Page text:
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Re: [Component Model] Decorator Challenges

From: Roland Steiner <rolandsteiner@google.com>
Date: Tue, 29 Nov 2011 11:15:02 +0900
Message-ID: <CACFPSphYUZZ_S33R96A8q_T-xCPpeNCLHx9T49t+j98eAnEZHw@mail.gmail.com>
To: Dimitri Glazkov <dglazkov@chromium.org>
Cc: public-webapps <public-webapps@w3.org>, Jonas Sicking <jonas@sicking.cc>, Ian Hickson <ian@hixie.ch>
On Tue, Nov 29, 2011 at 02:18, Dimitri Glazkov <dglazkov@chromium.org>wrote:

> On Thu, Nov 24, 2011 at 6:40 PM, Roland Steiner
> <rolandsteiner@google.com> wrote:> (FWIW, I'm also not convinced that
> it'd have to have high performance
> > overhead - in the best case it could be as little as just one more level
> of
> > indirection.)
>
> The startup time of a worker is non-trivial. Similarly, the shutdown
> won't be trivial. And the memory footprint of a worker isn't trivial
> either. If we're aiming for decorators to be fast and lean, we'll have
> to think of ways around those costs


If we are considering worker-like decorators, then AFAICT it doesn't have
to be an actual worker - it's enough if it's a separate object that can be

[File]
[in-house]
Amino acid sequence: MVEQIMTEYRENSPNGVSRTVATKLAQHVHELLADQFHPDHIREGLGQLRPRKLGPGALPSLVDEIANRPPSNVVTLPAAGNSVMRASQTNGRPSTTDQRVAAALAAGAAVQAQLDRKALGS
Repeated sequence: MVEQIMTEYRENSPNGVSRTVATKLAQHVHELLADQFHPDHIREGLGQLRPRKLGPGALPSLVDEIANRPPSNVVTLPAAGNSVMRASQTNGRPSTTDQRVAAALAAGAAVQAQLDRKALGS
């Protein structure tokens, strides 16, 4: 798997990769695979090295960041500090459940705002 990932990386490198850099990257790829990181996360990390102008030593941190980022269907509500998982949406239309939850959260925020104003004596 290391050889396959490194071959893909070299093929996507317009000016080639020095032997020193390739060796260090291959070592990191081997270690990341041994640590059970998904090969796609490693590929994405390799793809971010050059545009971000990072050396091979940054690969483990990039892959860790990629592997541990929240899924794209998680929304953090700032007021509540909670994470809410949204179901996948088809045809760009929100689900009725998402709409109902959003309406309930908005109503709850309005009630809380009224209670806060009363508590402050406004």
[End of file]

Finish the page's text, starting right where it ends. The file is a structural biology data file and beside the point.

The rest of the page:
attached and detached. As long as we define the interfaces nicely, FWIW
this object could even hold internal state, etc. And in the isolation case
this interface serves as a convenient boundary.
Now the drawback with this is that the decorator is a separate object -
i.e., in its code, event handlers, etc., you can't access the decorated
element directly, 'this' is not the element, etc. etc. However, I argue
that is actually a feature - and even a requirement if we want to have
non-trivial decorators, to address the very problems you stated.

In this model, consider the decorator as the glittering glass ornament that
is being hung on the christmas DOM tree - it decorates the tree, but it
isn't the tree, nor an actual part of it. It can be detached (and
potentially even hung somewhere else) without affecting the tree proper.


^_- Roland
Received on Tuesday, 29 November 2011 02:15:59 GMT

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